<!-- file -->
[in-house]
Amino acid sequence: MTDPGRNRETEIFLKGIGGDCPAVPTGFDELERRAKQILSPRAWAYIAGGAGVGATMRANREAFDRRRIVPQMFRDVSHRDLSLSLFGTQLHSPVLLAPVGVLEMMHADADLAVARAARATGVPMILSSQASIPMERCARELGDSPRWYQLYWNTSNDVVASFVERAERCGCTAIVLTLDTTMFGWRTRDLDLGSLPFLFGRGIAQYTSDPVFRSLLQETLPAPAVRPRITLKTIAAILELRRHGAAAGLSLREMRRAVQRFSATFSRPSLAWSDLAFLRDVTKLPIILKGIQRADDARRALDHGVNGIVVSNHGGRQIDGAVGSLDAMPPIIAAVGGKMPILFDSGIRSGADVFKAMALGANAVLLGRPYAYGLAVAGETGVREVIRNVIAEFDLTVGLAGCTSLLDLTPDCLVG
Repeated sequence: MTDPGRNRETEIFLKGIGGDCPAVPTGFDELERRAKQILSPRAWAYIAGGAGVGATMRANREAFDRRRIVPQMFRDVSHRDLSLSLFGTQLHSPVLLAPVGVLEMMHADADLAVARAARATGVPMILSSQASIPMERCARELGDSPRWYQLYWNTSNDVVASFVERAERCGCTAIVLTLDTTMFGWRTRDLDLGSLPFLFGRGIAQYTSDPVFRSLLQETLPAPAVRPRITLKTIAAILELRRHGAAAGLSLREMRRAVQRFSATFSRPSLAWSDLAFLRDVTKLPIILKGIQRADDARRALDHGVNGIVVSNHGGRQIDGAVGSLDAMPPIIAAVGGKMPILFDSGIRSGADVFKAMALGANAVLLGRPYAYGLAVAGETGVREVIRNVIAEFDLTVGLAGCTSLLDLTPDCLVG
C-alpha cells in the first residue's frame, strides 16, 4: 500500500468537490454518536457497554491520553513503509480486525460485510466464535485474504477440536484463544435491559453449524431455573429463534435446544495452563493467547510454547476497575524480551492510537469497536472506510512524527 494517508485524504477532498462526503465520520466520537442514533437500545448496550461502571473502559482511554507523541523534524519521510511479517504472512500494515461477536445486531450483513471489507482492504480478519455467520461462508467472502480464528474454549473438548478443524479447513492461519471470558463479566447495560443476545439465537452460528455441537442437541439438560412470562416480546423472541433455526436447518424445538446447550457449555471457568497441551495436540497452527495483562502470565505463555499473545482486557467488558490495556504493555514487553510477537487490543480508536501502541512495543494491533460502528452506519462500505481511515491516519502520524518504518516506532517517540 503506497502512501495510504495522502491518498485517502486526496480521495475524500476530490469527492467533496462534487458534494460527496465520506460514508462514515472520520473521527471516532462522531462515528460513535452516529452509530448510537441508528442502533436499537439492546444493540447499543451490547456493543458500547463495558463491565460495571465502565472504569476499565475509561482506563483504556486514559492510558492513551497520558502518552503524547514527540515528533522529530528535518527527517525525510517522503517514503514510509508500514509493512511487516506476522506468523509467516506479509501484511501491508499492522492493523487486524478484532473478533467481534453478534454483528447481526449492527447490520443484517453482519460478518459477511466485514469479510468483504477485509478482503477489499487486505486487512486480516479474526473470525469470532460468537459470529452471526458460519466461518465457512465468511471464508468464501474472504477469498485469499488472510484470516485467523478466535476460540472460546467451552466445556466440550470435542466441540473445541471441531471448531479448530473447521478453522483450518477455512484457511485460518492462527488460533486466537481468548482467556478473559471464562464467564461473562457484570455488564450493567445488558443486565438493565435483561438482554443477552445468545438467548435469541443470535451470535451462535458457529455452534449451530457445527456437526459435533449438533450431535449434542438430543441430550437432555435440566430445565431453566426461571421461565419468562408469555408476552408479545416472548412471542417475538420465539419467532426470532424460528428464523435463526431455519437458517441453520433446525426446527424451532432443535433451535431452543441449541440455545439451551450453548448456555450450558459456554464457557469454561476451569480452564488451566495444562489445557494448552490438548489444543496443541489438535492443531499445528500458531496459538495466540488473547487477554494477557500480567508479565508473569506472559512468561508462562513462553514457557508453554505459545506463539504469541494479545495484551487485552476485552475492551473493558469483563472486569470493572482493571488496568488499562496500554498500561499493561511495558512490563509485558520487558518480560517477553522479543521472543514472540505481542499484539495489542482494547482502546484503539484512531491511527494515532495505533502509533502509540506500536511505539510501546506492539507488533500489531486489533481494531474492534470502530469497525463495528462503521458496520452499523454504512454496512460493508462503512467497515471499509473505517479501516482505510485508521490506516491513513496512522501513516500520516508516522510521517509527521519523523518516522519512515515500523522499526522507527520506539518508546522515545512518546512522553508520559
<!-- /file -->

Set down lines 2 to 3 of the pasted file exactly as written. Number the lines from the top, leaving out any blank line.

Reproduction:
Amino acid sequence: MTDPGRNRETEIFLKGIGGDCPAVPTGFDELERRAKQILSPRAWAYIAGGAGVGATMRANREAFDRRRIVPQMFRDVSHRDLSLSLFGTQLHSPVLLAPVGVLEMMHADADLAVARAARATGVPMILSSQASIPMERCARELGDSPRWYQLYWNTSNDVVASFVERAERCGCTAIVLTLDTTMFGWRTRDLDLGSLPFLFGRGIAQYTSDPVFRSLLQETLPAPAVRPRITLKTIAAILELRRHGAAAGLSLREMRRAVQRFSATFSRPSLAWSDLAFLRDVTKLPIILKGIQRADDARRALDHGVNGIVVSNHGGRQIDGAVGSLDAMPPIIAAVGGKMPILFDSGIRSGADVFKAMALGANAVLLGRPYAYGLAVAGETGVREVIRNVIAEFDLTVGLAGCTSLLDLTPDCLVG
Repeated sequence: MTDPGRNRETEIFLKGIGGDCPAVPTGFDELERRAKQILSPRAWAYIAGGAGVGATMRANREAFDRRRIVPQMFRDVSHRDLSLSLFGTQLHSPVLLAPVGVLEMMHADADLAVARAARATGVPMILSSQASIPMERCARELGDSPRWYQLYWNTSNDVVASFVERAERCGCTAIVLTLDTTMFGWRTRDLDLGSLPFLFGRGIAQYTSDPVFRSLLQETLPAPAVRPRITLKTIAAILELRRHGAAAGLSLREMRRAVQRFSATFSRPSLAWSDLAFLRDVTKLPIILKGIQRADDARRALDHGVNGIVVSNHGGRQIDGAVGSLDAMPPIIAAVGGKMPILFDSGIRSGADVFKAMALGANAVLLGRPYAYGLAVAGETGVREVIRNVIAEFDLTVGLAGCTSLLDLTPDCLVG